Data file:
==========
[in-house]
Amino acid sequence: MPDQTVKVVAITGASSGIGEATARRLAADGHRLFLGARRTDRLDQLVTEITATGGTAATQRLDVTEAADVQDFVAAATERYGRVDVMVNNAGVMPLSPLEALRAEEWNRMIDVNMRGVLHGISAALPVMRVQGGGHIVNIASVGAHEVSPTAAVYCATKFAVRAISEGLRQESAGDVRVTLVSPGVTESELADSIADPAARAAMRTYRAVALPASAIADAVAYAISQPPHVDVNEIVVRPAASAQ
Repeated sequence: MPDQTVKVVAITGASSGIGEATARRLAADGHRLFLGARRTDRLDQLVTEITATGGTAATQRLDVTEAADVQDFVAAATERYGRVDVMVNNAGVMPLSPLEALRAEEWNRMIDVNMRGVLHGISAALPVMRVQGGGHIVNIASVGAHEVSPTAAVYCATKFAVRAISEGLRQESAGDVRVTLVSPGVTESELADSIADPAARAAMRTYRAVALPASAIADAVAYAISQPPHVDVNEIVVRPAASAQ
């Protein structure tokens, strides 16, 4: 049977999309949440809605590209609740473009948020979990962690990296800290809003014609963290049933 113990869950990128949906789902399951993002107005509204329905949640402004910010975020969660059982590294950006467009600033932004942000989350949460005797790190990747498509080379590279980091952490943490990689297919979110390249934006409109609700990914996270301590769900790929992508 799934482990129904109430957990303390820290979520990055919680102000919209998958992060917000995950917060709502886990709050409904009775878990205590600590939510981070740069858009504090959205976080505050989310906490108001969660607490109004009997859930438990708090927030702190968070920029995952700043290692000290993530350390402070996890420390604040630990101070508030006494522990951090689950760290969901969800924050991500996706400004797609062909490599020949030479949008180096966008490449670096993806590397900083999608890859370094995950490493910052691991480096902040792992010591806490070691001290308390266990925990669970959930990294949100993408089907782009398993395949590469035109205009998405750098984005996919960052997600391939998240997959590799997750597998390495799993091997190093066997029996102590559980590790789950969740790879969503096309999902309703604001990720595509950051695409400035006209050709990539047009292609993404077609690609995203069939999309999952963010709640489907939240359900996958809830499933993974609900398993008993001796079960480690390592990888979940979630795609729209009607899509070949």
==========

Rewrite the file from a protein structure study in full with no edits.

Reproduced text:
[in-house]
Amino acid sequence: MPDQTVKVVAITGASSGIGEATARRLAADGHRLFLGARRTDRLDQLVTEITATGGTAATQRLDVTEAADVQDFVAAATERYGRVDVMVNNAGVMPLSPLEALRAEEWNRMIDVNMRGVLHGISAALPVMRVQGGGHIVNIASVGAHEVSPTAAVYCATKFAVRAISEGLRQESAGDVRVTLVSPGVTESELADSIADPAARAAMRTYRAVALPASAIADAVAYAISQPPHVDVNEIVVRPAASAQ
Repeated sequence: MPDQTVKVVAITGASSGIGEATARRLAADGHRLFLGARRTDRLDQLVTEITATGGTAATQRLDVTEAADVQDFVAAATERYGRVDVMVNNAGVMPLSPLEALRAEEWNRMIDVNMRGVLHGISAALPVMRVQGGGHIVNIASVGAHEVSPTAAVYCATKFAVRAISEGLRQESAGDVRVTLVSPGVTESELADSIADPAARAAMRTYRAVALPASAIADAVAYAISQPPHVDVNEIVVRPAASAQ
């Protein structure tokens, strides 16, 4: 049977999309949440809605590209609740473009948020979990962690990296800290809003014609963290049933 113990869950990128949906789902399951993002107005509204329905949640402004910010975020969660059982590294950006467009600033932004942000989350949460005797790190990747498509080379590279980091952490943490990689297919979110390249934006409109609700990914996270301590769900790929992508 799934482990129904109430957990303390820290979520990055919680102000919209998958992060917000995950917060709502886990709050409904009775878990205590600590939510981070740069858009504090959205976080505050989310906490108001969660607490109004009997859930438990708090927030702190968070920029995952700043290692000290993530350390402070996890420390604040630990101070508030006494522990951090689950760290969901969800924050991500996706400004797609062909490599020949030479949008180096966008490449670096993806590397900083999608890859370094995950490493910052691991480096902040792992010591806490070691001290308390266990925990669970959930990294949100993408089907782009398993395949590469035109205009998405750098984005996919960052997600391939998240997959590799997750597998390495799993091997190093066997029996102590559980590790789950969740790879969503096309999902309703604001990720595509950051695409400035006209050709990539047009292609993404077609690609995203069939999309999952963010709640489907939240359900996958809830499933993974609900398993008993001796079960480690390592990888979940979630795609729209009607899509070949």